The play ‘Raaz’ was done with a lot of finesse and style. Right from stage design, sound production and lighting — the first impression had quality written all over. The play was enacted in Two Acts, with a 15 minute break. There were only two actors in the play — Prafulla Tripathi and Ashish Tiwari. They held the stage powerfully for almost two hours with their clap-worthy solid performance and control of the stage. They played out characters bent by sexual conflict and jealousy between an older and a younger man where the wife of one, is the lover of another. It was a pleasure to watch them perform in this challenging play so confidently, in front of a full house filled with eager theatre patrons of Lucknow.
But then what’s it to you? Why am I giving so much detail and background to you, without coming straight to the point? I know the point is, why watch a good play live on stage.
* Personality Development: Whenever you watch a good stage play you find that the characters have a confident bearing. Even more important, you hear the words spoken by them in the play quite clearly. They may be depicting so many different emotions in their dialogues, but their pronunciation, intonation and loudness is always good. What you understand here is that watching a stage play gives you pointers to personality development. You learn how to use your voice clearly and properly. Everyone may not have the good looks, but everyone has a voice. Looks cannot be made much better than what nature gave you, but voice control can definitely be improved. Body language can also be made better.
* Life truths: Whenever you watch a live play, you will find a particular view and opinion of the writer and director on some important issue. Some character or the other will give you some lesson in character building or some important life truth. Watching live stage plays regularly make you think deeper about life, more than what films can accomplish.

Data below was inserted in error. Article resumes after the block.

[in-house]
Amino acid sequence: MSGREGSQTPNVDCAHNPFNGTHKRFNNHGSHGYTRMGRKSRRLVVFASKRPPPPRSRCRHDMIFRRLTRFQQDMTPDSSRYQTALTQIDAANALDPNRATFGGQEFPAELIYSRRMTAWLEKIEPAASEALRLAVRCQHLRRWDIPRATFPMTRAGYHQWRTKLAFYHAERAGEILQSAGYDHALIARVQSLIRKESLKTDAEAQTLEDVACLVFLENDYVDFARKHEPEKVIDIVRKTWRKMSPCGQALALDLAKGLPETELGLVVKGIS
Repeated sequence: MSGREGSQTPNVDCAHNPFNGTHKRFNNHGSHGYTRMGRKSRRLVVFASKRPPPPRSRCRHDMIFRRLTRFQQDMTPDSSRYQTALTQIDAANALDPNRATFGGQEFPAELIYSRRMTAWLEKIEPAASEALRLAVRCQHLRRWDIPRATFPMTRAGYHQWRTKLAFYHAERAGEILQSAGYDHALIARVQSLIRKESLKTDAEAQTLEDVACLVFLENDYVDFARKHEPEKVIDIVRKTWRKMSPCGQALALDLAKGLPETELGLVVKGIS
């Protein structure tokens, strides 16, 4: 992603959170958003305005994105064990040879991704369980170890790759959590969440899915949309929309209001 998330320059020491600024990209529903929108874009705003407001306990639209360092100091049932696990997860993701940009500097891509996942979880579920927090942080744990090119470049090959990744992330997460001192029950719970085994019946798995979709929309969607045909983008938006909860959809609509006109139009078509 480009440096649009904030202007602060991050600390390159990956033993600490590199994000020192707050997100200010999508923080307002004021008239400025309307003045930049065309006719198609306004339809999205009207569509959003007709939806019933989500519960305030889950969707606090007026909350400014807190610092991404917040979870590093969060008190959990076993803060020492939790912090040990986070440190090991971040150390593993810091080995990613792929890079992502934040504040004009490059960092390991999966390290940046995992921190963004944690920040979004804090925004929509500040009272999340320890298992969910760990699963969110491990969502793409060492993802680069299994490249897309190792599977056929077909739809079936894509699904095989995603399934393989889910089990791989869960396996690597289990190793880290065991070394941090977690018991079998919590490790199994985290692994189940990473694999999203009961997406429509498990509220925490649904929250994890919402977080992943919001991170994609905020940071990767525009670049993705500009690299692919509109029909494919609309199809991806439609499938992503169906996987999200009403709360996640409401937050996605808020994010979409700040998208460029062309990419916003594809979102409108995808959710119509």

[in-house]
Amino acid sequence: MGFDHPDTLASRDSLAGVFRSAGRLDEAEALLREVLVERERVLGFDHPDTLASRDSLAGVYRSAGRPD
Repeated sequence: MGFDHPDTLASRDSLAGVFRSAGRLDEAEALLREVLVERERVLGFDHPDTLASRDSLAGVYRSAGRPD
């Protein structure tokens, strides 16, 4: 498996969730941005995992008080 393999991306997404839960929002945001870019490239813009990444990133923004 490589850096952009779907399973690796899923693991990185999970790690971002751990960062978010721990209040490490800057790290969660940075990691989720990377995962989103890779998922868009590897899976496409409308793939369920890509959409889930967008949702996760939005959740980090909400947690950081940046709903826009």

* Human connect: A live stage play tells you that there are others who are like you, who think like you do. They bring to stage, what you are probably thinking in your mind. The characters on stage can connect on a human level with you and give your thinking new direction.
These are just some broad things you learn when characters bring the writer and director’s vision on stage.
Where you are concerned, you are the writer and director of your own life play. The characters you play in life knowingly and unknowingly affect your immediate audience — your parents, your brothers, sisters, sons, daughters, relatives, neighbours and friends. The kind of dialogues you use when you are alone with yourself, or when you are in front of others, affect you and them. The manner in which you say your dialogues also matters.
So, choose the daily script of your personal play with care. Put in lot of positive dialogues, with positive body language in your daily performance. Once your play ends, it would be nice to get a standing ovation from the audience that is there in front of you.